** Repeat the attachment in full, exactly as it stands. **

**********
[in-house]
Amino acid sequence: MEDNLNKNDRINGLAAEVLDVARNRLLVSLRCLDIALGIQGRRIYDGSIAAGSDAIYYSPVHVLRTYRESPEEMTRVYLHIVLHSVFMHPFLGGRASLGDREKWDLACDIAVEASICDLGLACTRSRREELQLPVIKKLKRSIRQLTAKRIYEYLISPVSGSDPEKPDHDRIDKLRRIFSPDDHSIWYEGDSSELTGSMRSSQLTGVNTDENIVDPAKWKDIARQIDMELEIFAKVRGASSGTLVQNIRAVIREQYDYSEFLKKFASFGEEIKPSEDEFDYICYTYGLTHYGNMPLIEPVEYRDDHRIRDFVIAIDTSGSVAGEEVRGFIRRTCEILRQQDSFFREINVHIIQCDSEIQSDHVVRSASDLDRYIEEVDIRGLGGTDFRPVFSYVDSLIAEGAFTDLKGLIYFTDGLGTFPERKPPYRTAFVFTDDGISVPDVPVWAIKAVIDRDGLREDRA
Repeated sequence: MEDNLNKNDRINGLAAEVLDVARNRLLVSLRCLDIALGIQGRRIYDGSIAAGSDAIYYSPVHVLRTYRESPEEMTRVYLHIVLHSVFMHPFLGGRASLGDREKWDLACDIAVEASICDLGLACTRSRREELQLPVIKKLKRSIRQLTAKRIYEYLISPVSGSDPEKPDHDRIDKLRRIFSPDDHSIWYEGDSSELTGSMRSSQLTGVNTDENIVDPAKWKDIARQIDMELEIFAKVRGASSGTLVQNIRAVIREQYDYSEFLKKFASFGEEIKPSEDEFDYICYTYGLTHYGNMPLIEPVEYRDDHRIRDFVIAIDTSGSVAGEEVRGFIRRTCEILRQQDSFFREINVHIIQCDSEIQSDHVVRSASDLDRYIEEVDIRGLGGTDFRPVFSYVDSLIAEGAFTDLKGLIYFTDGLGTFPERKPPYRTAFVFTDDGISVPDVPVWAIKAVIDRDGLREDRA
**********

[in-house]
Amino acid sequence: MEDNLNKNDRINGLAAEVLDVARNRLLVSLRCLDIALGIQGRRIYDGSIAAGSDAIYYSPVHVLRTYRESPEEMTRVYLHIVLHSVFMHPFLGGRASLGDREKWDLACDIAVEASICDLGLACTRSRREELQLPVIKKLKRSIRQLTAKRIYEYLISPVSGSDPEKPDHDRIDKLRRIFSPDDHSIWYEGDSSELTGSMRSSQLTGVNTDENIVDPAKWKDIARQIDMELEIFAKVRGASSGTLVQNIRAVIREQYDYSEFLKKFASFGEEIKPSEDEFDYICYTYGLTHYGNMPLIEPVEYRDDHRIRDFVIAIDTSGSVAGEEVRGFIRRTCEILRQQDSFFREINVHIIQCDSEIQSDHVVRSASDLDRYIEEVDIRGLGGTDFRPVFSYVDSLIAEGAFTDLKGLIYFTDGLGTFPERKPPYRTAFVFTDDGISVPDVPVWAIKAVIDRDGLREDRA
Repeated sequence: MEDNLNKNDRINGLAAEVLDVARNRLLVSLRCLDIALGIQGRRIYDGSIAAGSDAIYYSPVHVLRTYRESPEEMTRVYLHIVLHSVFMHPFLGGRASLGDREKWDLACDIAVEASICDLGLACTRSRREELQLPVIKKLKRSIRQLTAKRIYEYLISPVSGSDPEKPDHDRIDKLRRIFSPDDHSIWYEGDSSELTGSMRSSQLTGVNTDENIVDPAKWKDIARQIDMELEIFAKVRGASSGTLVQNIRAVIREQYDYSEFLKKFASFGEEIKPSEDEFDYICYTYGLTHYGNMPLIEPVEYRDDHRIRDFVIAIDTSGSVAGEEVRGFIRRTCEILRQQDSFFREINVHIIQCDSEIQSDHVVRSASDLDRYIEEVDIRGLGGTDFRPVFSYVDSLIAEGAFTDLKGLIYFTDGLGTFPERKPPYRTAFVFTDDGISVPDVPVWAIKAVIDRDGLREDRA